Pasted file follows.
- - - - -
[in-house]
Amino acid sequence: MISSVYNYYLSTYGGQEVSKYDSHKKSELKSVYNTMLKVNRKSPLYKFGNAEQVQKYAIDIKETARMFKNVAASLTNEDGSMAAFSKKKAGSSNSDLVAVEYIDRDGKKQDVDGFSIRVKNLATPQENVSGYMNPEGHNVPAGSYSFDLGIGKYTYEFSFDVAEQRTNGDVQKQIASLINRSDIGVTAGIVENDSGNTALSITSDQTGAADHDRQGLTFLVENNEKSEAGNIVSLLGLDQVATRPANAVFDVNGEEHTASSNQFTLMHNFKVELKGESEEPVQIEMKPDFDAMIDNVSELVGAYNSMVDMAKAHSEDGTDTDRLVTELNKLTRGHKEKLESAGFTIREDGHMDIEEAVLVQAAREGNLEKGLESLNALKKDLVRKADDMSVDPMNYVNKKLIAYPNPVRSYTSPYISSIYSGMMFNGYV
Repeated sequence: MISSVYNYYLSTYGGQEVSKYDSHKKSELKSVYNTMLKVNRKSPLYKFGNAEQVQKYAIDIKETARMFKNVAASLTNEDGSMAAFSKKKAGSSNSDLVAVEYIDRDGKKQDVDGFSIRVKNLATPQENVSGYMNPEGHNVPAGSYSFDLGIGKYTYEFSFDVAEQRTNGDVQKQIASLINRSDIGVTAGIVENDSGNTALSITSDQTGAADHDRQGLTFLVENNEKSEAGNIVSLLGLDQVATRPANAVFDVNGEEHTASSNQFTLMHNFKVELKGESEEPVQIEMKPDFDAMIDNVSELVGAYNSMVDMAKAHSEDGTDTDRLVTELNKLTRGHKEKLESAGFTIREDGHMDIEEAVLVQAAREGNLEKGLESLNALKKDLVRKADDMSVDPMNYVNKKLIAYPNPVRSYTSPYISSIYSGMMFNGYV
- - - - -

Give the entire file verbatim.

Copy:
[in-house]
Amino acid sequence: MISSVYNYYLSTYGGQEVSKYDSHKKSELKSVYNTMLKVNRKSPLYKFGNAEQVQKYAIDIKETARMFKNVAASLTNEDGSMAAFSKKKAGSSNSDLVAVEYIDRDGKKQDVDGFSIRVKNLATPQENVSGYMNPEGHNVPAGSYSFDLGIGKYTYEFSFDVAEQRTNGDVQKQIASLINRSDIGVTAGIVENDSGNTALSITSDQTGAADHDRQGLTFLVENNEKSEAGNIVSLLGLDQVATRPANAVFDVNGEEHTASSNQFTLMHNFKVELKGESEEPVQIEMKPDFDAMIDNVSELVGAYNSMVDMAKAHSEDGTDTDRLVTELNKLTRGHKEKLESAGFTIREDGHMDIEEAVLVQAAREGNLEKGLESLNALKKDLVRKADDMSVDPMNYVNKKLIAYPNPVRSYTSPYISSIYSGMMFNGYV
Repeated sequence: MISSVYNYYLSTYGGQEVSKYDSHKKSELKSVYNTMLKVNRKSPLYKFGNAEQVQKYAIDIKETARMFKNVAASLTNEDGSMAAFSKKKAGSSNSDLVAVEYIDRDGKKQDVDGFSIRVKNLATPQENVSGYMNPEGHNVPAGSYSFDLGIGKYTYEFSFDVAEQRTNGDVQKQIASLINRSDIGVTAGIVENDSGNTALSITSDQTGAADHDRQGLTFLVENNEKSEAGNIVSLLGLDQVATRPANAVFDVNGEEHTASSNQFTLMHNFKVELKGESEEPVQIEMKPDFDAMIDNVSELVGAYNSMVDMAKAHSEDGTDTDRLVTELNKLTRGHKEKLESAGFTIREDGHMDIEEAVLVQAAREGNLEKGLESLNALKKDLVRKADDMSVDPMNYVNKKLIAYPNPVRSYTSPYISSIYSGMMFNGYV